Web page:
The World Between Empires

Funerary relief from Syria

Through June 23, 2019
The Metropolitan Museum of Art
New York, NY, USA

The Middle East of 2,000 years ago was a center of global trade and cultural exchange. Two great empires dominated the political scene, struggling for regional control—Parthian Iran in the east and Rome in the west. Between these superpowers and on their peripheries, distinct cultures and peoples contributed to the mosaic of the ancient world.

Titled The World Between Empires: Art and Identity in the Ancient Middle East, an exhibition at the Metropolitan Museum of Art in New York City focuses on diverse political, social, and religious identities as expressed in art between about 100 B.C.E. and 250 C.E. Through some 190 sculptures, wall paintings, clay tablets, architectural elements, jewelry pieces, and other precious artifacts, the show illustrates the striking diversity of identities, traditions, and religious practices in the region during this transformative period.

Evoking a journey along ancient trade routes, beginning in Arabian kingdoms that grew rich from the trade in frankincense and myrrh, the exhibit zeros down on regional hubs—such as Petra, Sidon, Baalbek, Dura-Europos, Palmyra, and Hatra—to explore the issues of long-distance travel and trade, intertwining religious practices, identity struggles of small polities against dominating powers, and the decline and ultimate disappearance of ancient institutions.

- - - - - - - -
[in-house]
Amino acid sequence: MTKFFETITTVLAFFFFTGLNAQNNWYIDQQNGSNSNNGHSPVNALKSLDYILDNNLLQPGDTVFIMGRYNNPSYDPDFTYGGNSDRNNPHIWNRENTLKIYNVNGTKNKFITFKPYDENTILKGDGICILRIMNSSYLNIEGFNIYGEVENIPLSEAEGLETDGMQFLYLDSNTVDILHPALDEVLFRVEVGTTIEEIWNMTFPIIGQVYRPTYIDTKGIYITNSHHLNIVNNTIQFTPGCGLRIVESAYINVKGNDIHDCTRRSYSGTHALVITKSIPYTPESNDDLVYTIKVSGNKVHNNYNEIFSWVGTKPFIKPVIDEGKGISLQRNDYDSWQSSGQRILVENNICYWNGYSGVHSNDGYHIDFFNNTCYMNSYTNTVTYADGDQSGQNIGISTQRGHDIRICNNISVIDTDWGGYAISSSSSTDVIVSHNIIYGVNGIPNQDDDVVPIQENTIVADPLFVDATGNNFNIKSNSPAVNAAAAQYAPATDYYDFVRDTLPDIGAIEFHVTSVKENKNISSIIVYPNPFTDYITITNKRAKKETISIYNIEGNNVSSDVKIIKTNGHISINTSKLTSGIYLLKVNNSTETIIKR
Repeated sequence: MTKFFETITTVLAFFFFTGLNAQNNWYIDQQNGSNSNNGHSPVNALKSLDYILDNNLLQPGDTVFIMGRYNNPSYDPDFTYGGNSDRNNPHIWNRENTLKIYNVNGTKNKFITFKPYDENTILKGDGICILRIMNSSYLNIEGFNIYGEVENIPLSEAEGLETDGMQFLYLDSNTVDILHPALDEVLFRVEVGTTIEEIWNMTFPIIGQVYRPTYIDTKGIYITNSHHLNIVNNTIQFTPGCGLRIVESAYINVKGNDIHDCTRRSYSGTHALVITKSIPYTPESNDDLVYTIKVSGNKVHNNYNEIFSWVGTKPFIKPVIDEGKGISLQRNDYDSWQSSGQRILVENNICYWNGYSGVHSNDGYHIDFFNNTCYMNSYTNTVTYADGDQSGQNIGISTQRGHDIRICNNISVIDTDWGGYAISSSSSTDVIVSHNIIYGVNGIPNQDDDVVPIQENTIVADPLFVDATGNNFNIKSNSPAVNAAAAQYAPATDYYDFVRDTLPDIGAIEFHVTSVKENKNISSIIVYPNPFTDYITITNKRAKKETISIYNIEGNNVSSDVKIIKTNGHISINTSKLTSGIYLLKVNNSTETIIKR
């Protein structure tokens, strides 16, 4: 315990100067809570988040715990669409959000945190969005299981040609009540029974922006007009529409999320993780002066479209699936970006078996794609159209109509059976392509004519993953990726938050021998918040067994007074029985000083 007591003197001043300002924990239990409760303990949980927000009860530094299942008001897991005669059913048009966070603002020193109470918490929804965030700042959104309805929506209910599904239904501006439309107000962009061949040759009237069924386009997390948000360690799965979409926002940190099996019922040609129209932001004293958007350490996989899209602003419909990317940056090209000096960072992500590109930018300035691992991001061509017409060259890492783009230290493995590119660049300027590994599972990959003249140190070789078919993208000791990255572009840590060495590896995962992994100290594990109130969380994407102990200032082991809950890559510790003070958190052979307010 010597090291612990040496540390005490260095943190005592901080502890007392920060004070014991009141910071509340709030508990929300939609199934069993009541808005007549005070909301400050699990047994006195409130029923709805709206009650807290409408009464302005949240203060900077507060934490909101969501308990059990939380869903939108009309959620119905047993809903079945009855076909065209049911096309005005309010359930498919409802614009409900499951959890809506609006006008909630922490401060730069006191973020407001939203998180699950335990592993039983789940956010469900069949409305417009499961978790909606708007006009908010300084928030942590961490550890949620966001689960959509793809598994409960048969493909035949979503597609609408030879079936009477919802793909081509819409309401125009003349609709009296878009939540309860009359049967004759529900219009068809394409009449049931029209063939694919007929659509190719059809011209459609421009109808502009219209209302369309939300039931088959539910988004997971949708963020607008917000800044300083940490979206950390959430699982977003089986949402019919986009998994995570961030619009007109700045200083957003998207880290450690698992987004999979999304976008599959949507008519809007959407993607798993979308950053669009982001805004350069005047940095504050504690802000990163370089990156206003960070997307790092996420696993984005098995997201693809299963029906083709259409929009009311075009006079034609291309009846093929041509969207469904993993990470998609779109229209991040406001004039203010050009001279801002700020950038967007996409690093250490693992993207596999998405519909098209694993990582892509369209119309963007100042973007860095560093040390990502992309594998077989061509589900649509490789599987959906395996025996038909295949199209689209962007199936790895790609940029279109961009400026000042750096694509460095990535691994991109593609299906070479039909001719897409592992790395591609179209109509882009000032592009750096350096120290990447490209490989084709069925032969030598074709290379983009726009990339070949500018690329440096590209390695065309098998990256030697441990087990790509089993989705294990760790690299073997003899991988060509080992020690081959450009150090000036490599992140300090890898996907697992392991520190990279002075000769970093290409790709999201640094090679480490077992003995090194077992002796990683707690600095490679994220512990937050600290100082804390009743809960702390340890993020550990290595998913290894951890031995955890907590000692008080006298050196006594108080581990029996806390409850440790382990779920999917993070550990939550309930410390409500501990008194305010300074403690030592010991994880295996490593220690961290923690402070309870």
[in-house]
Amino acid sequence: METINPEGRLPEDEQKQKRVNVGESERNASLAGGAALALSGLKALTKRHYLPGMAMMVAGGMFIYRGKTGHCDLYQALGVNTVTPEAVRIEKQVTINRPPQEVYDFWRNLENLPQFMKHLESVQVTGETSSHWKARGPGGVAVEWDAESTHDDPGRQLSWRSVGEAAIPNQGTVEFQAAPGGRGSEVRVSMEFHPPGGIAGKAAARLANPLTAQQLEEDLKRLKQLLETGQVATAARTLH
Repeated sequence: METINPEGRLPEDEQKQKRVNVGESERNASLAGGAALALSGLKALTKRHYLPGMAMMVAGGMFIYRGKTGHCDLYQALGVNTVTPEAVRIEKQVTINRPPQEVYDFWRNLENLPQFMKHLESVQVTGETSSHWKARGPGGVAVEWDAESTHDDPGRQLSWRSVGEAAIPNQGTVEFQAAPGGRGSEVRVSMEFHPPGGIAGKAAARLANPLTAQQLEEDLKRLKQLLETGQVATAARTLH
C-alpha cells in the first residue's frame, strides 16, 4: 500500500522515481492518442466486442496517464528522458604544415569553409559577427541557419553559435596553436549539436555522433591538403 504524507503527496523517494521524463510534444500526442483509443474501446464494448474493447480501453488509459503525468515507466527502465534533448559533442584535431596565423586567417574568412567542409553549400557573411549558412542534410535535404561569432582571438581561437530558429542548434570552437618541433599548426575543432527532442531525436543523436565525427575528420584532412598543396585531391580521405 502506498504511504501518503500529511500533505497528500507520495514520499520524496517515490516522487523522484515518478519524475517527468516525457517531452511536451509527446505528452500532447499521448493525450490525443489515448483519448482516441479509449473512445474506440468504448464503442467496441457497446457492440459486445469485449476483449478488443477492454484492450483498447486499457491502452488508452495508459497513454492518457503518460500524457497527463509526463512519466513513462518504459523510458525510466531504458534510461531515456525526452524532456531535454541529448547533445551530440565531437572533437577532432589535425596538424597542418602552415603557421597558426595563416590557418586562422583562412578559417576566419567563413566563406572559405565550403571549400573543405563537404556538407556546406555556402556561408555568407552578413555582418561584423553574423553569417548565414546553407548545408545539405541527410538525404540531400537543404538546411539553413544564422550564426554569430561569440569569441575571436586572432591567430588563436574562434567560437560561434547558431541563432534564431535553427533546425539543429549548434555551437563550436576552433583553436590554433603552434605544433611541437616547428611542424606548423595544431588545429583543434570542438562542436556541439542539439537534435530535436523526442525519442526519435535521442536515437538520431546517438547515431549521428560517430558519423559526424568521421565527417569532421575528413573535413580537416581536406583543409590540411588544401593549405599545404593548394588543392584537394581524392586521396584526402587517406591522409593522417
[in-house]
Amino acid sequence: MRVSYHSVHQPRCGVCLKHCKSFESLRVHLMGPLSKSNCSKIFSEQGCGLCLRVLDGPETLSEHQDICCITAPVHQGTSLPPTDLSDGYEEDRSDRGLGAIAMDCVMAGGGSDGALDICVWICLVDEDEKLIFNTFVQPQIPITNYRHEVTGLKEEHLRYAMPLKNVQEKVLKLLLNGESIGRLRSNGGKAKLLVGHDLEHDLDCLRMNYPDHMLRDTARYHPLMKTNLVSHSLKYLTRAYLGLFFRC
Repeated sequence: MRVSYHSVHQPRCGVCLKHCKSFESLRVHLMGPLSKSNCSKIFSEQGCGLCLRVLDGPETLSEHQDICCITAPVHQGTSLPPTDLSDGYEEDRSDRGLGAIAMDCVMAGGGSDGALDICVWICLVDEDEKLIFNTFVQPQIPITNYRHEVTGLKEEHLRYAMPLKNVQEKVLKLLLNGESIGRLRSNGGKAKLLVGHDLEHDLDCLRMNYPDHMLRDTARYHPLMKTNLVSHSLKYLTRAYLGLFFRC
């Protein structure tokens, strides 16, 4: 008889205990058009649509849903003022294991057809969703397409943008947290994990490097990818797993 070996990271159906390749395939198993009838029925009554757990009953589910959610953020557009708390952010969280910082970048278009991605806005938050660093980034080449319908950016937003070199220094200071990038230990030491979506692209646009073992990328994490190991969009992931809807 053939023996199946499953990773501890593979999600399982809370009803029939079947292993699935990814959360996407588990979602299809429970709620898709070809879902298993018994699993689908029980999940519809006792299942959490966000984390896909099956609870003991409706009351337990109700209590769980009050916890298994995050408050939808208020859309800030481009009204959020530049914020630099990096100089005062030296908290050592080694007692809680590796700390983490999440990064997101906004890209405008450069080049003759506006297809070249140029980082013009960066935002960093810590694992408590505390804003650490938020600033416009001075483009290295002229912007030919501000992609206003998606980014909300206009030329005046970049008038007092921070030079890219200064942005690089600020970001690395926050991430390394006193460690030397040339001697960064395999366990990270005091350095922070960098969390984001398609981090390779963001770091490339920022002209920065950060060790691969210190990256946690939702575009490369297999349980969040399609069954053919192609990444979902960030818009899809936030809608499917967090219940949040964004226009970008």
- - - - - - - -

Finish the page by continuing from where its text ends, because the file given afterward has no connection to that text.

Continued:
The curators also address the modern realities of the deliberate destruction and looting of archaeological sites, monuments, and museums in war-torn Yemen, Syria, and Iraq.

Among the artifacts on display is a funerary relief from Syria, possibly from the oasis city of Palmyra (above). Sculpted from one piece of limestone in the second or third century C.E. and measuring about 25 inches long and 20 inches tall, it represents a deceased man (reclining) with his children. Inscriptions in Palmyrene Aramaic identify all the individuals and provide the genealogy going back five generations.

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